Agents want to read and represent a book that hooks them from the first paragraph. That’s why plenty of agents despise prologues. But wait, you say, plenty of fantasy and sci-fi books start with prologues. If World is your focus, you’re more likely to get away with a prologue. If the focus is Character or Answers, then you likely should not have a prologue—backstory and answers should be revealed throughout the book. Don’t give your milk away for free if you’re trying to sell a cow.

If you are debating about including a prologue, first consider the following:

  • Is there any other way you can effectively incorporate this information without putting it at the beginning?
  • Is it really that necessary?
  • Do you care that many readers will skip over it?
  • Do you care that it might annoy potential agents or publishers?

If you absolutely must include a prologue, I suggest titling it Chapter One rather than Prologue. Include a date or time stamp there and on Chapter 2 to show a shift in time or place.

YOUR Beginning: Another Quiz!

When writing or revising your beginning, ask yourself what is important to you as a writer and as a reader.

Answer each question yes/no. Then rank your “Yes” answers in order of what matters most to you.

  1. Do you want to be thought of as poignant or thought-provoking?
  2. Do you want to be known as exciting?
  3. Do you want to be known for your imagination?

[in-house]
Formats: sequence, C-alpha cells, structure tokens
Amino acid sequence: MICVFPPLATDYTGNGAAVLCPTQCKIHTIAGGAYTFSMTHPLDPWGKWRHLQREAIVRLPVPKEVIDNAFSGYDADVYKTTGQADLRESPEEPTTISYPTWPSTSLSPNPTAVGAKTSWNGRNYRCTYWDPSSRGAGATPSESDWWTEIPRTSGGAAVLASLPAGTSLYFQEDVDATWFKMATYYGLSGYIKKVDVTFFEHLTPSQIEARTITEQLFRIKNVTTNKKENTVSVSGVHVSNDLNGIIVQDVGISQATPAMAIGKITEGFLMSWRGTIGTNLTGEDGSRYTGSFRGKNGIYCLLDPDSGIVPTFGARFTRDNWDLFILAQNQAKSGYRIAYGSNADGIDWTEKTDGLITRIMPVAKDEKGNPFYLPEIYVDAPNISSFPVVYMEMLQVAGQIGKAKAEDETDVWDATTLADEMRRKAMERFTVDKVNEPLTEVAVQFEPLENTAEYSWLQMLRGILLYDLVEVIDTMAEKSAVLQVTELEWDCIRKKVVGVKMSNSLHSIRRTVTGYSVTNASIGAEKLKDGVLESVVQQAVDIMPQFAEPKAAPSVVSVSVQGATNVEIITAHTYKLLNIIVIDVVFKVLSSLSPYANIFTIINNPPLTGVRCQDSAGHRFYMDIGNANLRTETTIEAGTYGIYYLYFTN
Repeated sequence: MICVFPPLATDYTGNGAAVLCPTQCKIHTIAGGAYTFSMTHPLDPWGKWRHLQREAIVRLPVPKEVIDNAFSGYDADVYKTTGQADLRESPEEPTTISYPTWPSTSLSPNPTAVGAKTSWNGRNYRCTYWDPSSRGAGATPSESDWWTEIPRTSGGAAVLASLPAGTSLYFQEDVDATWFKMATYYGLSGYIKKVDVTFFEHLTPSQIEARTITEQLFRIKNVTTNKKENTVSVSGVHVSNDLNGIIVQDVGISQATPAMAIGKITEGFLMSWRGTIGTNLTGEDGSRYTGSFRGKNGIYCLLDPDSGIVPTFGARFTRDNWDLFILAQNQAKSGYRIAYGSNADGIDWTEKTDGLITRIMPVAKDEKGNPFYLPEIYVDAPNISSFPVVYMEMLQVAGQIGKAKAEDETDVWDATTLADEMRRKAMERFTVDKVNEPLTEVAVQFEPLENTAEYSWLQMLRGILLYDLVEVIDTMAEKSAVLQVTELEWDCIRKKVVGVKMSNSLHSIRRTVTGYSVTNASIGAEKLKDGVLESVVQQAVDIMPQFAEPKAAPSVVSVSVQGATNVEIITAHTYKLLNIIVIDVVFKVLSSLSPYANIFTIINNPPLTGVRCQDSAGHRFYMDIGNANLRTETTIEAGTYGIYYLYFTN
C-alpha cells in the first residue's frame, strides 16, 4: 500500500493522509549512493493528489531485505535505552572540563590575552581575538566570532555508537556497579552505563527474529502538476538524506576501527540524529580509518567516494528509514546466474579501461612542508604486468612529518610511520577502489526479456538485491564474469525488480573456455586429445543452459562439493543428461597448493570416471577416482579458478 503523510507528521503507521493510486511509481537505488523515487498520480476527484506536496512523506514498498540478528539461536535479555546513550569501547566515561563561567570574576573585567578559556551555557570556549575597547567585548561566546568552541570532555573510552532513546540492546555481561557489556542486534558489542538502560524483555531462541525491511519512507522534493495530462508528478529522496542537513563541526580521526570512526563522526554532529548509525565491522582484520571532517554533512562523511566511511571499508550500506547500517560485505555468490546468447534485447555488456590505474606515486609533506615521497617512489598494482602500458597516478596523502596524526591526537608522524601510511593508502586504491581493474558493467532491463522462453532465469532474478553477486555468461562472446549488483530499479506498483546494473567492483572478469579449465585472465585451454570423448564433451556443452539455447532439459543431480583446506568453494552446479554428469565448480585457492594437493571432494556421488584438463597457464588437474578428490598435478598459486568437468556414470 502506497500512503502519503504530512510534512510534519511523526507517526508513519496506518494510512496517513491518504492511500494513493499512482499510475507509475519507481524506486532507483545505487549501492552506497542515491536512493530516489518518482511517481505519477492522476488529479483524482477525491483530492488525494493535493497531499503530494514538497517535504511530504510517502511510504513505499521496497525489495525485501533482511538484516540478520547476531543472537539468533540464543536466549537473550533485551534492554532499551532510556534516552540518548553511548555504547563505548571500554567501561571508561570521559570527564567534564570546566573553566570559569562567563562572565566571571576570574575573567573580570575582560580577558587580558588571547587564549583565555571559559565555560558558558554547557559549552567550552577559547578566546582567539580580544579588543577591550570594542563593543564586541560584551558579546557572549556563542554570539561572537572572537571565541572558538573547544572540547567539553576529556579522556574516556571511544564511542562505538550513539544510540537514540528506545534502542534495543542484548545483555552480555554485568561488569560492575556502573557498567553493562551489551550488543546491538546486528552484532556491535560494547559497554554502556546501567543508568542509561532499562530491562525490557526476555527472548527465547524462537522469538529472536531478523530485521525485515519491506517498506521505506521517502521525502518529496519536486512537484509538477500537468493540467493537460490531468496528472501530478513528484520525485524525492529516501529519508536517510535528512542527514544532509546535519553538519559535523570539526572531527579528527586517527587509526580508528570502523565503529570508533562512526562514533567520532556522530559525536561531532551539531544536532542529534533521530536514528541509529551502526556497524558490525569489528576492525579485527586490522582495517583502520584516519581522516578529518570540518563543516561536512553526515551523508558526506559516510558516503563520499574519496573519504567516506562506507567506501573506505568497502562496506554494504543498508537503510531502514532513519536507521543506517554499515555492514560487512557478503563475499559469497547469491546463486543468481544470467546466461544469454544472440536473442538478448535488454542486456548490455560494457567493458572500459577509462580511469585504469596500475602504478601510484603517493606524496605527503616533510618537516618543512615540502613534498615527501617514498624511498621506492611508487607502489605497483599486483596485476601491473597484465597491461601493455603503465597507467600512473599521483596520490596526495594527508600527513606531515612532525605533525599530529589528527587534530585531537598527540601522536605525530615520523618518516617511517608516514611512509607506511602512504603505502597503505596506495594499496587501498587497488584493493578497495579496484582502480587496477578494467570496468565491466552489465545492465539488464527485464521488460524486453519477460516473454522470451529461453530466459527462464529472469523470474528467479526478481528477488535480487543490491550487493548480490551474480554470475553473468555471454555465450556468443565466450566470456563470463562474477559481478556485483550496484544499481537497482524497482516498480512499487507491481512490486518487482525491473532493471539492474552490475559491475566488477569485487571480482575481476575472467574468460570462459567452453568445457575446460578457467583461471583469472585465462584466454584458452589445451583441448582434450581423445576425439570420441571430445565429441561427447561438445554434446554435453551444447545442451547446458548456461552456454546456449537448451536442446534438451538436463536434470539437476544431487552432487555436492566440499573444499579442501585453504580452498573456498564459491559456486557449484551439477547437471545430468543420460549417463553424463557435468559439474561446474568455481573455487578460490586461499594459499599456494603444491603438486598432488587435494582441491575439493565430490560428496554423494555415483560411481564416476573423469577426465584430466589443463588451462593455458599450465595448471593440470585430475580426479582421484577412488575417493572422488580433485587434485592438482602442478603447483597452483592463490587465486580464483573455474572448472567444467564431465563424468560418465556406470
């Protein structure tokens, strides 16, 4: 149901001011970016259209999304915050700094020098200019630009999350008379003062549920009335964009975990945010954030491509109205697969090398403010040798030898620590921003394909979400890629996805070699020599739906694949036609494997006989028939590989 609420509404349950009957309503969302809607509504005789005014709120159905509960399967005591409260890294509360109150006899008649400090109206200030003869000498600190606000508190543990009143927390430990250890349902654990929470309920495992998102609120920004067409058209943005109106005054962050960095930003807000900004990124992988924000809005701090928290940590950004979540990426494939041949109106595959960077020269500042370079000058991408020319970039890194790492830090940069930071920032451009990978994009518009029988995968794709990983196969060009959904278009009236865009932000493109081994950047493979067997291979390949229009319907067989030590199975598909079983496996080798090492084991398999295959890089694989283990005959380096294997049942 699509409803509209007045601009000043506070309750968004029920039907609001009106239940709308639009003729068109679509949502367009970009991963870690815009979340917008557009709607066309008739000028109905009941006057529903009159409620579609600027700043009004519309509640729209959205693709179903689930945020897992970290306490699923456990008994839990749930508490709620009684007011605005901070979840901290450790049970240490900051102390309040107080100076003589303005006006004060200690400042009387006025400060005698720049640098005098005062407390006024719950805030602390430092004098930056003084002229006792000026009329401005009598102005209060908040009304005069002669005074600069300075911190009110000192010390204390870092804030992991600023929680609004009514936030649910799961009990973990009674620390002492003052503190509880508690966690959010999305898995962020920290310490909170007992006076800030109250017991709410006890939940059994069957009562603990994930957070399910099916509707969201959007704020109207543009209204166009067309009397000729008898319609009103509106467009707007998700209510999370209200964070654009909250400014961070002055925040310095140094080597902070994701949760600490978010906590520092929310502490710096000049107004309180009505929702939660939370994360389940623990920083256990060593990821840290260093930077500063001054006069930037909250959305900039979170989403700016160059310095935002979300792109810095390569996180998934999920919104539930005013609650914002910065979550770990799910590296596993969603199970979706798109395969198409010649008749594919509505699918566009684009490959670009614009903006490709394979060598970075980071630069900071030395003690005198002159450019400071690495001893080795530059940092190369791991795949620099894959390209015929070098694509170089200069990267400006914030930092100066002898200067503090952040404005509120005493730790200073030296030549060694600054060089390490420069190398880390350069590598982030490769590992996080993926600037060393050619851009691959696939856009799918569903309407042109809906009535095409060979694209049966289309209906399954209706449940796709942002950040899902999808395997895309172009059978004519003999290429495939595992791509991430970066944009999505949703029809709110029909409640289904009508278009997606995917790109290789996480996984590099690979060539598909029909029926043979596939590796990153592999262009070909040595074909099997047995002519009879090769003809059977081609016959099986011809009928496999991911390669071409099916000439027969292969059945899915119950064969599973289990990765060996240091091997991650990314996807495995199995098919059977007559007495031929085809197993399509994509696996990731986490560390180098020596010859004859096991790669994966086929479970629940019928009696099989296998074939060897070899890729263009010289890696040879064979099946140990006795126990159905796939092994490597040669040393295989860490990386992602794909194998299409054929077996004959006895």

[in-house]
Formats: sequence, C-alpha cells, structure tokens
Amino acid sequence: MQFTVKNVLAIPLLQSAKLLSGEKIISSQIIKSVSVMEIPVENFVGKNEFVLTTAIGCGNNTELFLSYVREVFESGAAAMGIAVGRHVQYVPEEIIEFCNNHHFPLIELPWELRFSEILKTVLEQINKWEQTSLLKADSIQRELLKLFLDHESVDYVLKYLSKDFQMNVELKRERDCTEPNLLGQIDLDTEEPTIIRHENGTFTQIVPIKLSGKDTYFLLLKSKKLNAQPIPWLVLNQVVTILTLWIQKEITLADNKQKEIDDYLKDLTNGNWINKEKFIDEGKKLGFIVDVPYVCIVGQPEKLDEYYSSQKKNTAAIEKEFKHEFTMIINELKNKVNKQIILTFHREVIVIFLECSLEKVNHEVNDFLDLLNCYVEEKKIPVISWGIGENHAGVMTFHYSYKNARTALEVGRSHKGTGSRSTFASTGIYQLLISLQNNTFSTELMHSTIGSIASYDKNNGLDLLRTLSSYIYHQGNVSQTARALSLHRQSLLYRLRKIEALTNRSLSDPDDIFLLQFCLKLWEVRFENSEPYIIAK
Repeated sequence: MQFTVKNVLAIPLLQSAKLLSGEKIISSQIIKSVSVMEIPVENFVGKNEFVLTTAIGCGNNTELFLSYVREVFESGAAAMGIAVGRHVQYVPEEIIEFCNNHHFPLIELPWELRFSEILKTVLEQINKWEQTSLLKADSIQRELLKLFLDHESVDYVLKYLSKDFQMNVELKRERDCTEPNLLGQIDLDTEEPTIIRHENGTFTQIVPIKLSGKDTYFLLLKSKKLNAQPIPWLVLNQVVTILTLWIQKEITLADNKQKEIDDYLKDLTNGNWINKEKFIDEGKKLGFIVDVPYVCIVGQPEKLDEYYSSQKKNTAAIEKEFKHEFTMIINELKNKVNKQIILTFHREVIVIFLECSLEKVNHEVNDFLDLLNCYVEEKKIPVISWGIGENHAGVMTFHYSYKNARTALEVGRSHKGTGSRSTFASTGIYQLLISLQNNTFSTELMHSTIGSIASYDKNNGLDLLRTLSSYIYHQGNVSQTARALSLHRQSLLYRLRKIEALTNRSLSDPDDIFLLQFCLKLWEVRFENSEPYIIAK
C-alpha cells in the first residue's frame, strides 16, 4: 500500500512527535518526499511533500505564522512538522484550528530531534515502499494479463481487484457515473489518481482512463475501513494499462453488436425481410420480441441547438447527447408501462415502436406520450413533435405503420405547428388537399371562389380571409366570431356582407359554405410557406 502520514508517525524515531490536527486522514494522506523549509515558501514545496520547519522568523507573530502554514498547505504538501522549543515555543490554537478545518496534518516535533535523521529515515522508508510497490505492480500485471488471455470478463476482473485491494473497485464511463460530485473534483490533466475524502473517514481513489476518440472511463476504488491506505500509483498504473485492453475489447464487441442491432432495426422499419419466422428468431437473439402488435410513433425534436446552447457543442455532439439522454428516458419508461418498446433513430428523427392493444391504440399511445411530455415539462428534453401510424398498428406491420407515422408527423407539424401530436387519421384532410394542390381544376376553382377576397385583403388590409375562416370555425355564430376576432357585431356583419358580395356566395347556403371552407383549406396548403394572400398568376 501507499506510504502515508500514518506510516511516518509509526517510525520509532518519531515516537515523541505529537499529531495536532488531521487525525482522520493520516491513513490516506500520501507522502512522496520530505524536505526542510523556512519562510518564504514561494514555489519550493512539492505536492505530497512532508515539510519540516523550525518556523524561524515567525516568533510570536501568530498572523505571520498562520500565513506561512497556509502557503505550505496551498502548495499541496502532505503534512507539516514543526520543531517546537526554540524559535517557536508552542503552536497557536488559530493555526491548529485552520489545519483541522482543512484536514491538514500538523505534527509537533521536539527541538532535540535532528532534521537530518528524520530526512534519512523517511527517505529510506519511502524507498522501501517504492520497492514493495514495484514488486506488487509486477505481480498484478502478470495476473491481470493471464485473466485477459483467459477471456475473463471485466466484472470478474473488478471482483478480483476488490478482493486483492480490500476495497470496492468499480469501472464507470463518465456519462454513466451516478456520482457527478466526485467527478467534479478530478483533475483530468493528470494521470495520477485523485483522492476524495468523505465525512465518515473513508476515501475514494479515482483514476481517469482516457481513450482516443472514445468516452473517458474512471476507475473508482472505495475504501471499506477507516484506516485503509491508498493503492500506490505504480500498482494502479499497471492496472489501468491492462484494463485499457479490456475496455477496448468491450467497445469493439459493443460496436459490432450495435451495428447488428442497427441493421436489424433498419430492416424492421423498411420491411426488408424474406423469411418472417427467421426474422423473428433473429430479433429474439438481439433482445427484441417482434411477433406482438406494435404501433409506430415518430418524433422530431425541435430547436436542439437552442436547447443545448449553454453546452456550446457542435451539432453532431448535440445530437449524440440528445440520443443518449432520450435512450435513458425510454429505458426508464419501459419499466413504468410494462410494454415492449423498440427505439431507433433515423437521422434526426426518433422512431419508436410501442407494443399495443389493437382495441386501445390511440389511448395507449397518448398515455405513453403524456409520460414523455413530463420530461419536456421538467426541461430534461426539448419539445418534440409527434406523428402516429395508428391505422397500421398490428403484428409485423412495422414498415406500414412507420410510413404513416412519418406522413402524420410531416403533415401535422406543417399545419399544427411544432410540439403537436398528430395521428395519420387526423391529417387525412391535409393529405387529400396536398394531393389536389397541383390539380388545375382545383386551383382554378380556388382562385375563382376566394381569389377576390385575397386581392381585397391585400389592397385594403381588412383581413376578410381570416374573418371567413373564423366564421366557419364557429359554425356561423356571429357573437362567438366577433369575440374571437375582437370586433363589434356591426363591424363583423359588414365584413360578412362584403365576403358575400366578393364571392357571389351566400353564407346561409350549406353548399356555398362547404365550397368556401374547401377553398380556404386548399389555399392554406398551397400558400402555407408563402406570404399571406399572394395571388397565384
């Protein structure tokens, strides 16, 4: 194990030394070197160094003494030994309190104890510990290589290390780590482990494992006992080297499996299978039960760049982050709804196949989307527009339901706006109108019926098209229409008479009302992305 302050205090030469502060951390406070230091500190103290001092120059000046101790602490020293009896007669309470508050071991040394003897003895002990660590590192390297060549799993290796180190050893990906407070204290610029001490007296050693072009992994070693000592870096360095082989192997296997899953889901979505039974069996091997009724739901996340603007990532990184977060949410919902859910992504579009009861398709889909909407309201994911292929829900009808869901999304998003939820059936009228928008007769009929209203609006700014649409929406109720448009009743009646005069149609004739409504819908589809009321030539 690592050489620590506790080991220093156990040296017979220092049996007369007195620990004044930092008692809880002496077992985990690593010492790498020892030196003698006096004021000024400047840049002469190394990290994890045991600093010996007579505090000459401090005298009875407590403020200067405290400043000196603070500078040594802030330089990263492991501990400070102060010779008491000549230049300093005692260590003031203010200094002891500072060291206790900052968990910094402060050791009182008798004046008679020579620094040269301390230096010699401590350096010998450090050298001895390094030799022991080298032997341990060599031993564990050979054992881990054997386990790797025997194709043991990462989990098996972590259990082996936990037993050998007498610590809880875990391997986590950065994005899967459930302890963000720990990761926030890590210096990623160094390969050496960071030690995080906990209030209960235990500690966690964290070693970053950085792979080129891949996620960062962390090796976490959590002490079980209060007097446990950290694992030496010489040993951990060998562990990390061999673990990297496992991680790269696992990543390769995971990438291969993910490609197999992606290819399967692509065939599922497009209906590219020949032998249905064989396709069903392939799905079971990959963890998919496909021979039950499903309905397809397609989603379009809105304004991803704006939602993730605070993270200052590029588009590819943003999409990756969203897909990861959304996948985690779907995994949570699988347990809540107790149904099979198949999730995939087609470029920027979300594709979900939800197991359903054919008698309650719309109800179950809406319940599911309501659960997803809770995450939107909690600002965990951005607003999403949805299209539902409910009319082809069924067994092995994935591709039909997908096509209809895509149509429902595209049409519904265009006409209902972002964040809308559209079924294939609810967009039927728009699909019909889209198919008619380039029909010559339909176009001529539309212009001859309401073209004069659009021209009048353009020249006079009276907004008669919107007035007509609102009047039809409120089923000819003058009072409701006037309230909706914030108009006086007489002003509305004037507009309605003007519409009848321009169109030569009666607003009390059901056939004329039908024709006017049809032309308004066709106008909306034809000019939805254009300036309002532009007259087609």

4. Do you want to be known as an intimate person?
  5. Do you read books to escape?
  6. Do you put down a book if it’s boring?
  7. Do you enjoy books that make you think?
  8. Do you tend to forget about the plot in books you’ve read, but always remember the people?
  9. Do you want people to fall in love with your characters?
  10. Do you want people to enjoy your fictional universe as much as (or more than) you do?
  11. Do you want your book to be memorable for its themes?
  12. Do you want your book to be a page-turner?

What matters most from questions 1–4: ___ (1-A, 2-B, 3-D, 4-C)

What matters most from questions 5–8: ___ (5-D, 6-B, 7-C, 4-A)

What matters most from questions 9–12: ___ (9-C, 10-D, 11-A, 12-B)

If you answered mostly A’s (Answers)—Start your book with a theme and end it with the final statement on the theme. For the rest of the novel, be sure to illustrate (show) rather than explain (tell) so you don’t get preachy. These are the books that, when thematic and done right, change people’s lives and become their most beloved books. When structured as mysteries or capers, these are the most open to becoming series.

If you answered mostly B’s (Time)—Start your book immediately with the inciting incident, and end each chapter with a change of events. Finish the book with a final change of events (which might be a cliff-hanger if this is part of a series). These books are the ones that people can’t put down and recommend to their friends because it’s such a thrilling read.

If you answered mostly C’s (Characters)—Start and end your book with interesting details about the character. Voice is everything. So is making the character sympathetic by using rooting interests. These are the books that people fall in love with, that generate the most fan fiction.

If you answered mostly D’s (World)—Fascinate them with the world you create. Start with a regular day, if it’s really amazing. Otherwise begin with the most interesting places or event in your world, and end once the world finds a new normal. These are the books that people immerse themselves in—the ones that generate the most cosplays and fan art. They have a very high potential for spin-offs. (They are also the ones that have the highest costuming and CGI budgets when transferred to film!)

Choosing the best kind of beginning for your book